Welcome , my name is Philipp Halfmann and
I am the Director of Exercise & Sports Science at the International Association for Athletic
Performance & Health, the IAAPH, and I’m also the author of “Advanced Concepts of Strength
& Conditioning for Tennis”. In today’s episode I will talk about why female
tennis player s don’t need to be in great shape in order to be successful. According to a recent Wall Street Journal
article “Why the USTA Benched America’s Best Junior” being in great physical shape has
been deemed important by Patrick McEnroe and his coaching staff at the USTA. But looking a bit out of shape is not necessarily
a performance limiting factor because it can have a positive effect on balance/stability
capabilities; this phenomenon cannot be seen at the men’s side of the game. First of all, before we get started I want
to add if Patrick McEnroe decides that all the players in the USTA program have to be
in decent shape then a) that’s his decision and b) if it’s applied to every player then
that’s fair. Actually it would be great if the same applies
to the coaching staff as well – everybody should be in great shape. So, does a tennis player need to be in great
shape in order to be successful? Well, let’s take a look at the USTA’s Nr.1
player, Taylor Townsend, who has been mentioned in the Wall Street Journal article. From a conditioning standpoint excessive body
fat is “dead weight” because it doesn’t contribute to better athletic performance. On the other hand, having low body fat% is
associated with poor joint health since shock absorption capabilities are corrupted, which
also increases the risk for injuries. But again, if you have too much body fat it
is harder for you to move around the court, which makes it more difficult to hit the ball
properly, recover, and keep it going throughout the rallies. Interestingly female tennis players can afford
to be looking out of shape whereas male tennis players cannot really afford it. All the top players are in great shape such
as Djokovic, Federer, Nadal or Murray are all in great shape. In women’s tennis not so much. So, why is that a factor? The reason for this could have something to
do with the storage location of body fat, meaning what are the locations? They are different in men and women. So with that difference of where the body
actually stores body fat also has implications on balance/stability because one needs to
be in dynamic equilibrium to move effectively on the court. So whoever can attain dynamic equilibrium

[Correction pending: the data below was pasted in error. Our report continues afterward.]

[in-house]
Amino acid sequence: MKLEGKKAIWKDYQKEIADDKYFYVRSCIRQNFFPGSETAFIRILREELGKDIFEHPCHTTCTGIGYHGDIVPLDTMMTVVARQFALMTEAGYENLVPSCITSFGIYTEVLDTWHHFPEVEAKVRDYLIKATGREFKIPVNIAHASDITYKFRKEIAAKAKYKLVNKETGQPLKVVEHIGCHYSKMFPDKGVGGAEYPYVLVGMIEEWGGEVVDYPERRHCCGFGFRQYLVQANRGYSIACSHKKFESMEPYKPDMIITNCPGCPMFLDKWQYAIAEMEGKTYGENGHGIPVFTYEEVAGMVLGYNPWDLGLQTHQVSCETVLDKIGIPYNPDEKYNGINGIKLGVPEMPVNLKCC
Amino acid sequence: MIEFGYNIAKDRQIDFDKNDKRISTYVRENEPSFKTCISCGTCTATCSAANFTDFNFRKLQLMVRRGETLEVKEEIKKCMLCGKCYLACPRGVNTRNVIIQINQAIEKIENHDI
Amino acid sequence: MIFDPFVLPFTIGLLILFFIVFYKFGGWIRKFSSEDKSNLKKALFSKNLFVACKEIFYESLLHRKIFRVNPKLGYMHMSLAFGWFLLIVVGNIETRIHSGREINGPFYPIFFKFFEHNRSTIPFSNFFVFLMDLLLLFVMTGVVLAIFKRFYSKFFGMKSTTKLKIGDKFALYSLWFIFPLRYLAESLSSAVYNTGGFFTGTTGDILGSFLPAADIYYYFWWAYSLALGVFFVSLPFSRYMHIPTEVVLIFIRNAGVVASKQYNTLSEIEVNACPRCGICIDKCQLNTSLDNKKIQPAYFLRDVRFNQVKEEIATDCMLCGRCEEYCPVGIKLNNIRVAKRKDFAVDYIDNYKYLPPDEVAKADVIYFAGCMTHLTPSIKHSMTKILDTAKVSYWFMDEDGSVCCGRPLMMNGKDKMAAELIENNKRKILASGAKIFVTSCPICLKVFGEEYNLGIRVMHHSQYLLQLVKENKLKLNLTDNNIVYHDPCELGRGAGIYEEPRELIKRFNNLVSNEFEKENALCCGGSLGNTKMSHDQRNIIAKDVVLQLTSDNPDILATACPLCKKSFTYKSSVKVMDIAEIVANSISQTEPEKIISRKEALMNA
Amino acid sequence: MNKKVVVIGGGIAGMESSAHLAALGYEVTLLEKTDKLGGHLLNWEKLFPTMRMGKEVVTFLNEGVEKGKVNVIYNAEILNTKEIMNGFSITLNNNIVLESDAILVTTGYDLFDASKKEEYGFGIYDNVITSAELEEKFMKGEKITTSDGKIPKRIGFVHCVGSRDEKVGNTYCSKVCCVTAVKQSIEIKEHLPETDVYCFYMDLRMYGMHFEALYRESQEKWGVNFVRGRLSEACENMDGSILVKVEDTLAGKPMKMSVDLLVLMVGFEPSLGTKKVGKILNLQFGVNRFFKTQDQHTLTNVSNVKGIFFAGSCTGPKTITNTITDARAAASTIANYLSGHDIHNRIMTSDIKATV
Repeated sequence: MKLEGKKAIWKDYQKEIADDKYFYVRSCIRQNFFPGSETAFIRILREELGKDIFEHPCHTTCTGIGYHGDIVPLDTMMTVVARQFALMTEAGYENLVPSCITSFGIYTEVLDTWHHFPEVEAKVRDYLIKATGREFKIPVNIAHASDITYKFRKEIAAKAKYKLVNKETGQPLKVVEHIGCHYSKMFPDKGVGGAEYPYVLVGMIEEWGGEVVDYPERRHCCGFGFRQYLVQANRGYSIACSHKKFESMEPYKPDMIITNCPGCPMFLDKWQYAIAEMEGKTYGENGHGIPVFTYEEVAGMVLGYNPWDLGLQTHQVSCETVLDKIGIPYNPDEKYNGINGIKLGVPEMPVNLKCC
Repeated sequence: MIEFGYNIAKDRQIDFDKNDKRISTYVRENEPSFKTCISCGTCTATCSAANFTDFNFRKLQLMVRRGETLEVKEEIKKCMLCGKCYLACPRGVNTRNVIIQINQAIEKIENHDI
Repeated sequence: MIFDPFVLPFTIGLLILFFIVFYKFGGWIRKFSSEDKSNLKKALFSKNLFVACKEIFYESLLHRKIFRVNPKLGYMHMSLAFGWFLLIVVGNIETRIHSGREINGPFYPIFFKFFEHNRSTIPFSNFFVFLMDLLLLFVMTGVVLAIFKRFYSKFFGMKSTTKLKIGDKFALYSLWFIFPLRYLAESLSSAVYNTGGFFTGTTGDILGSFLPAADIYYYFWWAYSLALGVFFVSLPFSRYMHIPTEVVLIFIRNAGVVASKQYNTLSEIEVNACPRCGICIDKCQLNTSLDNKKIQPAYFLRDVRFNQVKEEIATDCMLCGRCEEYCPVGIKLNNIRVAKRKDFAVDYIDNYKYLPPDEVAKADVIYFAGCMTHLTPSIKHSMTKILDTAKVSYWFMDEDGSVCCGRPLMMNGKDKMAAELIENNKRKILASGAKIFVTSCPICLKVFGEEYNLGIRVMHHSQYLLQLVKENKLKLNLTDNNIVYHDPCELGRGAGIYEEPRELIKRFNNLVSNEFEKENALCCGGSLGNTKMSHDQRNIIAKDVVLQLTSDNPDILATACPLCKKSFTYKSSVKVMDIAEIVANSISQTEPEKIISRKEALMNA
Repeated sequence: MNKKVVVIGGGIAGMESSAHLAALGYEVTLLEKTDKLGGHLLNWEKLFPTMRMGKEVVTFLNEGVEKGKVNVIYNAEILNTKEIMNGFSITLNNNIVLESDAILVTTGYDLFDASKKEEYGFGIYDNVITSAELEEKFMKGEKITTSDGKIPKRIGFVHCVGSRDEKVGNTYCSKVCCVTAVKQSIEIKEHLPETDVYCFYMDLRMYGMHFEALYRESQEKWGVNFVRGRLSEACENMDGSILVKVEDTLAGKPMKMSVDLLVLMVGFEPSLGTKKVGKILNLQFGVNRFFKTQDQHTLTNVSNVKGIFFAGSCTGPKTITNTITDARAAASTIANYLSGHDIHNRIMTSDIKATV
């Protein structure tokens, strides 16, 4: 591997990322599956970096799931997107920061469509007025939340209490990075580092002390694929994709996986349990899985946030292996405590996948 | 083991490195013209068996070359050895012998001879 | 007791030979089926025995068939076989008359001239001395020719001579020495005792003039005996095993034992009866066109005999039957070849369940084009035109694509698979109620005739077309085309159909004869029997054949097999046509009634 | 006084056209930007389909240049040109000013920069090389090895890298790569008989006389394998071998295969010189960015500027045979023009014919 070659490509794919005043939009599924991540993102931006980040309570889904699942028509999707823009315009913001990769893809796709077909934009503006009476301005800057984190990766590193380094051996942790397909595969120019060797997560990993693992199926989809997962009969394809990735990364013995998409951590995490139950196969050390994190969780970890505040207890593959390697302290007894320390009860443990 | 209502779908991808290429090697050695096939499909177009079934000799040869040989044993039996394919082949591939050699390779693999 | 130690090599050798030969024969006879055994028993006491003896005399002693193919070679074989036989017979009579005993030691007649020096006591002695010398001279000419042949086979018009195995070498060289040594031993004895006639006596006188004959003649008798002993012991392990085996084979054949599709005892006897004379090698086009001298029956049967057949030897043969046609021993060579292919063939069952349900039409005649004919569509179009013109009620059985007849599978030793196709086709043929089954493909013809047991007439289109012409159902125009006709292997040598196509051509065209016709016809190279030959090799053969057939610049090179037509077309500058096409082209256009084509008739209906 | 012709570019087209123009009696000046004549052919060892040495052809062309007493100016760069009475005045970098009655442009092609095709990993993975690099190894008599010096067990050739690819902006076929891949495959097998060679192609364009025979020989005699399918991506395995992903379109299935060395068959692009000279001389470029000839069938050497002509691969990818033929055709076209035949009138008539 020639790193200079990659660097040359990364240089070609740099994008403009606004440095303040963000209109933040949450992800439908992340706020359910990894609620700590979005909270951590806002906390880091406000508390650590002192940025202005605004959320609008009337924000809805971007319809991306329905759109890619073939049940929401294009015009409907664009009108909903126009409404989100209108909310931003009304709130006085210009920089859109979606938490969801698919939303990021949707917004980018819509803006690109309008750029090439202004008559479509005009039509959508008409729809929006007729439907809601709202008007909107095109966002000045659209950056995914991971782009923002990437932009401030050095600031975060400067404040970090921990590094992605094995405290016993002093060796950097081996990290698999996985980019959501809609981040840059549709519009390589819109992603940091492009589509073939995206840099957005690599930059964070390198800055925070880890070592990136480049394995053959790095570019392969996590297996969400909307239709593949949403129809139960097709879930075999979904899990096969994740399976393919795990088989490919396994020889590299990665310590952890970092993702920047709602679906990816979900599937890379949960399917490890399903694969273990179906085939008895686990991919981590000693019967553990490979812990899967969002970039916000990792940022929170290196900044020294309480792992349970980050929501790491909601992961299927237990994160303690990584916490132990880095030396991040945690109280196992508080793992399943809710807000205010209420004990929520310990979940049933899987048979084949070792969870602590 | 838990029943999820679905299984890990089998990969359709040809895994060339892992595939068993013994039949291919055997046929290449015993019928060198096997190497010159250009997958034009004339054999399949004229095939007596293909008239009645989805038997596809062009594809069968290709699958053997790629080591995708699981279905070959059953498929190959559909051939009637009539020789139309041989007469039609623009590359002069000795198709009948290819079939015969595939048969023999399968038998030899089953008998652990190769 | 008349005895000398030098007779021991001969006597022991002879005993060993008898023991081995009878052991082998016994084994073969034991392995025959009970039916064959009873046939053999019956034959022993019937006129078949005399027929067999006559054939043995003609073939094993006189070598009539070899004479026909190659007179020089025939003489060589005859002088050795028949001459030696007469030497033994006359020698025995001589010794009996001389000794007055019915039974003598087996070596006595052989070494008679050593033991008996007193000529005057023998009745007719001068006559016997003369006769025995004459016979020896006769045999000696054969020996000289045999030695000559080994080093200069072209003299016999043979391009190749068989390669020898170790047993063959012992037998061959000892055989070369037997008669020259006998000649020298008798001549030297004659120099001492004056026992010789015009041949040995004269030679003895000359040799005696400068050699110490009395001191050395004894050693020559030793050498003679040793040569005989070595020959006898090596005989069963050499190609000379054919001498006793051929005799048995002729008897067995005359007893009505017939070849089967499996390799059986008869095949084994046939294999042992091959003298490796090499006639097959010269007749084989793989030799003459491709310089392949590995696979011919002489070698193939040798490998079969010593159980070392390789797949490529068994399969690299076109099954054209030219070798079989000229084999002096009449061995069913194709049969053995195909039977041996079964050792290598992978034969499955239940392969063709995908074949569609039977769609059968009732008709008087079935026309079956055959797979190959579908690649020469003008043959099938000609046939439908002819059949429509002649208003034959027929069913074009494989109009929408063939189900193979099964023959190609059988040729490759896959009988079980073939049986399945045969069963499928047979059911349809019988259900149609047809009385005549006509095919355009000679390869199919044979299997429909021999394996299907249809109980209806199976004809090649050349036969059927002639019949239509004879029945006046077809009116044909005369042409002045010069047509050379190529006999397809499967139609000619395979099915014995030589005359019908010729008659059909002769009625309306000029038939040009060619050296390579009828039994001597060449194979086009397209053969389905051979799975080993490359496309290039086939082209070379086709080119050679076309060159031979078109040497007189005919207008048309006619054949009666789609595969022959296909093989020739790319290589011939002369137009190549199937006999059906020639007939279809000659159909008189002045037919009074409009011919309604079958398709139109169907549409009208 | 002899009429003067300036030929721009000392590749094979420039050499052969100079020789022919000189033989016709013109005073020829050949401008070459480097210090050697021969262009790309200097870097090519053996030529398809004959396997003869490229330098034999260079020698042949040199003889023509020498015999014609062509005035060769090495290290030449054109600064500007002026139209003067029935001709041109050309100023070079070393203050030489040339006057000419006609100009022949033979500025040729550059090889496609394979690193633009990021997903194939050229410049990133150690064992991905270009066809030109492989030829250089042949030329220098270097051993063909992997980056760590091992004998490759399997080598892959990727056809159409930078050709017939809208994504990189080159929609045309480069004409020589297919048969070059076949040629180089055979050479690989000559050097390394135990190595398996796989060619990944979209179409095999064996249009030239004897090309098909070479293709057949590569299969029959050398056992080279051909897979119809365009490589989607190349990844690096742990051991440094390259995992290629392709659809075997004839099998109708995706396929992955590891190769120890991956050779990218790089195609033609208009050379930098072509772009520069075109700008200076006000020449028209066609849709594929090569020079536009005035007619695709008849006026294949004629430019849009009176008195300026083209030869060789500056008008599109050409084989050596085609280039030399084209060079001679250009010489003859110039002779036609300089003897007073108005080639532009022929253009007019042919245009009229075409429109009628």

the quickest is also going to be able to be the best athlete on the court, with respect
to change of direction capabilities and obviously where the body store the body fat has implications
on balance and stability, which I will go into more in a second. Now, the body stores fat for the women predominantly
on the thigh and buttocks areas, whereas for the guys fat is predominantly stored at the
abdominal and love-handle areas. When you tale a look at balance, balance is
attained when the “center of mass” or “centre of gravity” is within the “base of support”
(legs). In athletic stance, the feet are positioned
underneath the shoulders, which is your base of support formed by your legs and the center
of mass is generally below the belly button. When the centre of gravity shifts higher,
maintaining balanced is actually much more difficult. If the center of mass is being lowered then
it is easier to maintain balance and stability. So, since the body stores fat for women at
the buttocks/thigh area that will lower the center of mass within the base of support
so that they will be much more stable even though they look more out of shape in the
buttocks/thigh area. Now, for the guys on the other hand they store
fat in the abdominal/”love handle” area thereby raising the center of mass, which leads to
poorer balance/stability capabilities. Therefore the guys cannot really afford to
look out of shape whereas for the women it’s not so much of a problem; it can actually
be helpful. If you want to take it to an extreme pregnant
women often times play their best tennis while pregnant. They play way better than when they had their
child and are back to normal. So, with this in mind I guess it makes sense
why female athletes can afford to be a little out of shape yet perform at their best. Now, why would Patrick McEnroe require his
players to be in great shape if you can be a little out of shape, yet playing well? Apart from the physical aspect, being in shape
also has a positive psychological effect because it enhances the player’s self-confidence and
motivation, which certainly has a positive effect on performance. So, they are in great shoe, feel good about
themselves, they are motivated want to go out and work hard. Therefore, Patrick McEnroe and his coaching
staff require their players to be in great shape. Also, only a few people know Taylor Townsend’s
situation (myself excluded) so it’s hard to conclude anything but I certainly hope that
she stays successful and injury free and is happy with herself and her decisions. Well, that’s it again for today’s episode.
As usual, opinions can differ. What’s your point of view? Let us know below
in the comment section. A brand new episode will be available next
Sunday. So make sure you don’t miss it and subscribe! In the meantime I recommend you watch some
of the previous episodes — you should really watch them all! If you like what you saw tell your friends
— I’m sure they will appreciate it. I’m Philipp Halfmann, Thank you for watching
and Auf Wiedersehen! Tennis Conditioning TV episode are licensed
under creative commons. You are welcome to embed these videos, forward them to others
and share these ideas with people you know. Brought to you by Advanced Concepts of Strength
and Conditioning for Tennis; available at www.Tennis-Conditioning-Book.com Music by Dan O at www.DanoSongs.com

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